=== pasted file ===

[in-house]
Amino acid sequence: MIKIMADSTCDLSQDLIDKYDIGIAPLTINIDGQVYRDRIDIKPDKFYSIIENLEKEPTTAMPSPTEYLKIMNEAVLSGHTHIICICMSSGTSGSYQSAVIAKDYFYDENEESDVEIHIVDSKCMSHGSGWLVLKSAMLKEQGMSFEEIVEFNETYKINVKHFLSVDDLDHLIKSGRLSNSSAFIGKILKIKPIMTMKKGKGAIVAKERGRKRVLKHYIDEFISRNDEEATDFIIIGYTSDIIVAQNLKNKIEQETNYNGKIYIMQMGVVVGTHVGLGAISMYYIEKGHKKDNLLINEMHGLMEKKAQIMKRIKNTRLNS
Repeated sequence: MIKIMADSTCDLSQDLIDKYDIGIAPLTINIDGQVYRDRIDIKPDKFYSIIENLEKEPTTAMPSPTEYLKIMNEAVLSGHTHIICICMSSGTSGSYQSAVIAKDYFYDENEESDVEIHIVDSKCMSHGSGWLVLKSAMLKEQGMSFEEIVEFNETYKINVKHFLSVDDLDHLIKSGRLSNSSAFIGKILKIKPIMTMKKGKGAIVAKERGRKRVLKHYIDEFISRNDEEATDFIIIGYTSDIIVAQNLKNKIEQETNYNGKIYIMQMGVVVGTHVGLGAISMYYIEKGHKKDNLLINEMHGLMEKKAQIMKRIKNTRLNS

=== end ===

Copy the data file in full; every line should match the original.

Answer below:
[in-house]
Amino acid sequence: MIKIMADSTCDLSQDLIDKYDIGIAPLTINIDGQVYRDRIDIKPDKFYSIIENLEKEPTTAMPSPTEYLKIMNEAVLSGHTHIICICMSSGTSGSYQSAVIAKDYFYDENEESDVEIHIVDSKCMSHGSGWLVLKSAMLKEQGMSFEEIVEFNETYKINVKHFLSVDDLDHLIKSGRLSNSSAFIGKILKIKPIMTMKKGKGAIVAKERGRKRVLKHYIDEFISRNDEEATDFIIIGYTSDIIVAQNLKNKIEQETNYNGKIYIMQMGVVVGTHVGLGAISMYYIEKGHKKDNLLINEMHGLMEKKAQIMKRIKNTRLNS
Repeated sequence: MIKIMADSTCDLSQDLIDKYDIGIAPLTINIDGQVYRDRIDIKPDKFYSIIENLEKEPTTAMPSPTEYLKIMNEAVLSGHTHIICICMSSGTSGSYQSAVIAKDYFYDENEESDVEIHIVDSKCMSHGSGWLVLKSAMLKEQGMSFEEIVEFNETYKINVKHFLSVDDLDHLIKSGRLSNSSAFIGKILKIKPIMTMKKGKGAIVAKERGRKRVLKHYIDEFISRNDEEATDFIIIGYTSDIIVAQNLKNKIEQETNYNGKIYIMQMGVVVGTHVGLGAISMYYIEKGHKKDNLLINEMHGLMEKKAQIMKRIKNTRLNS